He looks uncomfortable, so she turns away. "Have you seen Heaven?" he asks.
She shakes her head "no". She remembers holding a flag... in the middle of a riot... black gloved hands grabbing her, and dragging her away...
"Were you in Hell?"
She shakes her head again. There were tubes in her neck... pumping in something that burned and eroded her consciousness...
He seems confused, "You were dead, though. Weren't you?"
She shakes her head again. It's started to ache. Her belly is empty and needs to be fed. Wires in her arms and legs, forcing the muscles to expand and contract over and over while she hung suspended... and metal in her mouth, they gave her a bar to bite down on while they soldered the control box to her brain stem...
There's a soft, creaking groan, and for a moment he panics and thinks the church is about to fall in on them, but then he realizes that the noise came from her. "Are you hungry?" he asks.
She nods "yes".
Across the chapel from the TV room is a small kitchen. He checks the padlock on the refrigerator, and is rummaging in the dark for something to smash it open with when she yanks it off the door barehanded. They find half a bottle of grape juice and four packs of hot dogs, along with some other condiments, an insulin kit, and something in tupperware that might be macaroni salad with a thick black coat of fur. Wayne is disappointed that there aren't any buns, and wonders for a moment if it's sacrilege to break into the refrigerator in a house of God. The woman sits down on the floor and starts chewing on a frozen hot dog, but he prefers his cooked. The kitchen stove's electric, but the water still runs and there are pots and he has his portable stove in his pack, so in no time at all he has a piping hot, plain hotdog. They're a little past their prime, and have that wrinkly texture hotdogs get from freezer burn, but at least it's food. He says grace and digs in. Among the condiments in the fridge is a jar of mustard, and mustard almost never goes bad, which helps to mask the taste.
After she eats a couple of frozen hotdogs he offers her a cooked one along with the mustard, and she takes it. He tries not to watch her eat, but it has a sort of car-crash allure to it, as she has to keep reaching up and poking the food back into the hole in her cheek. He wonders if it wouldn't be easier to shove the food in through the hole and keep her lips shut, but then he remembers she has no lips. Her tongue is pitch black, and reminds him of a leech darting around inside her mouth. He drinks some of the grape juice. It's a little fermented, but still good. When she's finished her fifth hot dog he offers her the juice bottle, but after a few failed attempts at keeping it in her mouth long enough to swallow she gives up and hands it back to him. He wipes the lip with his shirt, but doesn't drink any.
Old habits die hard, and after she finishes eating she lights a cigarette and goes to the sink to wash her hands. She finds it ironic that she's concerned with hygiene when there's little more left of her than rot and filth. She loses a fingernail in the process. The mind that was cut off by the control box is slowly coming back to her more and more. She still only remembers bits and pieces, but they're beginning to fit together and getting a little bigger; her youngest brother's last birthday party, one of her students asking an illegal question after class that she neglected to report. She still can't remember herself, but she's beginning to remember her interactions with others. Maybe that is her self. She turns off the water and looks around the kitchen for a towel. The boy is sitting on one of the counters, field-stripping his gun with another lit flare next to him. A gun's a good thing to have in a war, not only because it kills your enemies, but because it gives you a simple puzzle to solve and unsolve, solve and unsolve over and over again during the desolate tedium of waiting for orders. He reminds her of her youngest brother, whose name she can't remember but whose funeral she can, but he also reminds her of the endings of World War II movies, when the Nazis are so short on soldiers that they start drafting twelve-year-old boys. Nazis. Screaming about Nazis and waving a flag, standing on an overturned police wagon. Helicopters, teargas, black gloves, losing consciousness. The memory fades. She looks down at her hands. They're heavily callused, and the veins are black like a junkie's. The missing fingernail isn't even bleeding. "What I look like?" she asks the boy.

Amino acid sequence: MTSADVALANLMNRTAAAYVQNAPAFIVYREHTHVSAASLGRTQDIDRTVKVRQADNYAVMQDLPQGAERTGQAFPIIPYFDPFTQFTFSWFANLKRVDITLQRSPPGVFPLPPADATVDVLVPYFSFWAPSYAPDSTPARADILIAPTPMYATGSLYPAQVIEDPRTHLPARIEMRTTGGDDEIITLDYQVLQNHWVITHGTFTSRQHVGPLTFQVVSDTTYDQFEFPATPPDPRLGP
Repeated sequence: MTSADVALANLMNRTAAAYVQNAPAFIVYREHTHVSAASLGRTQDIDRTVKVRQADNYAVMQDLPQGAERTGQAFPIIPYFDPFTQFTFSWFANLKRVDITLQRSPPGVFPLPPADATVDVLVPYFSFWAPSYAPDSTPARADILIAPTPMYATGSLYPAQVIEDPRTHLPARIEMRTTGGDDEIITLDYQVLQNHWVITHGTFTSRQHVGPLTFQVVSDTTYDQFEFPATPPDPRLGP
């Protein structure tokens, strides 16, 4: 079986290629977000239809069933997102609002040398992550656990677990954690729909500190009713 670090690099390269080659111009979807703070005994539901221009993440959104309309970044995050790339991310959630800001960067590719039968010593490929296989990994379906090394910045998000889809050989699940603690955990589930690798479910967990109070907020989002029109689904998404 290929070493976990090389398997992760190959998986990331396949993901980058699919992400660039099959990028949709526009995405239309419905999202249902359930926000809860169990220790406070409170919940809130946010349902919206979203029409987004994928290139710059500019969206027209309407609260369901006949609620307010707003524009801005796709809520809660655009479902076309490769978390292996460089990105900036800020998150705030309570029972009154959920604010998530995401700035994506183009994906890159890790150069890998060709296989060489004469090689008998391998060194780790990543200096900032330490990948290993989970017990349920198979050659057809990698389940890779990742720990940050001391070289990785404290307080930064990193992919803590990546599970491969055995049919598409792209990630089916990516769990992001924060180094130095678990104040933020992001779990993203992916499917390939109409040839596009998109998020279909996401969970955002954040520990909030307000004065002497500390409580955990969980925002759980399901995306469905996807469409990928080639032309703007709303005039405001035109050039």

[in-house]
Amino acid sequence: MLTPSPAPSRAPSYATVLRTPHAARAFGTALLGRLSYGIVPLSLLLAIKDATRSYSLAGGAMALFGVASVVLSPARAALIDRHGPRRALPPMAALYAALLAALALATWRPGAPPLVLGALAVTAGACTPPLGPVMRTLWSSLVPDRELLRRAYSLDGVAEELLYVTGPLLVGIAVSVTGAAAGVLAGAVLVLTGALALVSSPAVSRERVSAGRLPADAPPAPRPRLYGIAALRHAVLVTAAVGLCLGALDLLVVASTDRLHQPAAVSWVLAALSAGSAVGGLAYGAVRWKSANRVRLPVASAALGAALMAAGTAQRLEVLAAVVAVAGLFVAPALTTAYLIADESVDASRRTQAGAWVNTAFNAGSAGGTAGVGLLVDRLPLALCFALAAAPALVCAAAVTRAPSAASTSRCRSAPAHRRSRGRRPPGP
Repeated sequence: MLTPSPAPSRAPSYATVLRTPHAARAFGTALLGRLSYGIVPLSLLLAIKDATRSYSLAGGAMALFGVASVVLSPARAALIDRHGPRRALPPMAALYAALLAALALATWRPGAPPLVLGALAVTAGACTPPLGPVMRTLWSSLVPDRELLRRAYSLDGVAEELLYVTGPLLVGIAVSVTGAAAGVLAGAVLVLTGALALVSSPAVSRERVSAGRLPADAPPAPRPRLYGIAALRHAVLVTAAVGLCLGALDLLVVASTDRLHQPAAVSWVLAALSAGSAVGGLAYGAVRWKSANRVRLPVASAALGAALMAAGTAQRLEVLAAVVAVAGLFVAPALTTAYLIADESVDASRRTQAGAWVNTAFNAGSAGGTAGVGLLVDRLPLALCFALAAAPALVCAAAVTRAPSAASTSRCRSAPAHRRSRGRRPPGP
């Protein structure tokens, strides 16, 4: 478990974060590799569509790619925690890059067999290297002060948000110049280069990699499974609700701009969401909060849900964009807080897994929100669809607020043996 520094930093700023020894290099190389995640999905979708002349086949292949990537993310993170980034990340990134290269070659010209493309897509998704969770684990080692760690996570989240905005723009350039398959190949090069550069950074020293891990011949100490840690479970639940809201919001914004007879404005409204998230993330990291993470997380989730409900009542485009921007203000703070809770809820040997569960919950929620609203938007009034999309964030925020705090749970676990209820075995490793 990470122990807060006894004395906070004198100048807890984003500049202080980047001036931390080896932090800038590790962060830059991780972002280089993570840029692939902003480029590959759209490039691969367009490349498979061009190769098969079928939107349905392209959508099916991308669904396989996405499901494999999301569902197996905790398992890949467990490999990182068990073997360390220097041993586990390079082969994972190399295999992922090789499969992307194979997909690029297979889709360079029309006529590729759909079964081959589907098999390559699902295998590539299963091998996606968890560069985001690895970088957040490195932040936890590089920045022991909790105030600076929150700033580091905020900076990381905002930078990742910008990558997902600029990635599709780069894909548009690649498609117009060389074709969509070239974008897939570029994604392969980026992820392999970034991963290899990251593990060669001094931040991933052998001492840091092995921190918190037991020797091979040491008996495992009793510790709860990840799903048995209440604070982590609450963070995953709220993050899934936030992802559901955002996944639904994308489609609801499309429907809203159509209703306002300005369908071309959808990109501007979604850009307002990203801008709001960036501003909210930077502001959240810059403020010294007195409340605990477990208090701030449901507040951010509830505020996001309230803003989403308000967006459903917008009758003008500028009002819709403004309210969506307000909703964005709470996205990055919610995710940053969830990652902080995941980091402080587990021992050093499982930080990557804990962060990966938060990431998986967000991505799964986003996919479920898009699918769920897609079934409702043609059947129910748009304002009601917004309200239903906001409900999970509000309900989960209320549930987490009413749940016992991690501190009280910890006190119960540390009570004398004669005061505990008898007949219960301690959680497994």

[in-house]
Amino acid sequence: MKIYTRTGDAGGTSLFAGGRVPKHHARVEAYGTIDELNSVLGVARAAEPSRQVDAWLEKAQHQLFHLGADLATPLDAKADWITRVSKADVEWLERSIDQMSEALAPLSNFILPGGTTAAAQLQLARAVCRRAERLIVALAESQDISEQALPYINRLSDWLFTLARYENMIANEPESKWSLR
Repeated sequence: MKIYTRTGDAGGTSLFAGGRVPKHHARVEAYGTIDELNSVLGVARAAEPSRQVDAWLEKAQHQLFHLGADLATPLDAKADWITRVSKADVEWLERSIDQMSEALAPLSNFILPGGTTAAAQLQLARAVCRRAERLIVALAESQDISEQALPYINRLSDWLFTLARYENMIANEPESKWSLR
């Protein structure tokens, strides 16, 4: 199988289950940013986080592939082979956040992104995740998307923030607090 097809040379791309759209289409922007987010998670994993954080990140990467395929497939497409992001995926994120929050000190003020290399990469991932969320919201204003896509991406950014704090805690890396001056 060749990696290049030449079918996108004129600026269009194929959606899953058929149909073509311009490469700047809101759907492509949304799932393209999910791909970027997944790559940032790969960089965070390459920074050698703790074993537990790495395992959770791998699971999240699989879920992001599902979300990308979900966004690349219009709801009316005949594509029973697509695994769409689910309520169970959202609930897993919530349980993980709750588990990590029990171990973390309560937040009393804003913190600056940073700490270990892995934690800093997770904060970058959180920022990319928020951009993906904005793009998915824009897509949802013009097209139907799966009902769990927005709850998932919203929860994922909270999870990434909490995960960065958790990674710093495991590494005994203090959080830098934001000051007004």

He looks up from his gun. She can see him trying to decide what to say. The wrong words and she might rip him apart. He finally decides that honesty is the best route. "You look... unnatural." He sets down the gun. "You look dead, but strong. You look like you used to be pretty, when you were still alive."
She turns away. There's a towel hanging from the handle of a cupboard right next to the sink, and she starts wiping her hands. "Am still alive." She runs the drops of water still left on her hands through her hair. She's comforted to find that it's still chin-length, like she used to wear it, and that most of it's still there. She probes the gaping wound in the back of her head with her fingers, but stops when it causes her to spasm violently. She looks back at the boy, and he's staring at her, almost like he can see through the erosion to the beautiful person she once was. It hurts her. In some ways she is dead. Her beauty is gone, her life is gone. She was nothing more than a killing machine drained of thoughts, memories, and emotions, until her control box was damaged and the ghosts of her past floated back to the surface. Ghosts of her past, and ghosts of her self. She breaks eye contact with the boy and looks down. The bottles of grape juice and mustard are still on the floor near him, so she flicks her cigarette into the sink and busies herself with putting them away. In the refrigerator she finds the insulin kit, and without even thinking she unwraps it, prepares it, and gives herself a shot. There's a plastic tube on the inside of her left elbow that circumvents her blackened arteries and leads straight to her heart. She feels the chilly medicine travelling through her synthetic vein, but when it reaches its destination and touches real flesh it doesn't feel right. She looks at the bottle and realizes that it's not desoxyn. In a flash, she remembers the lab.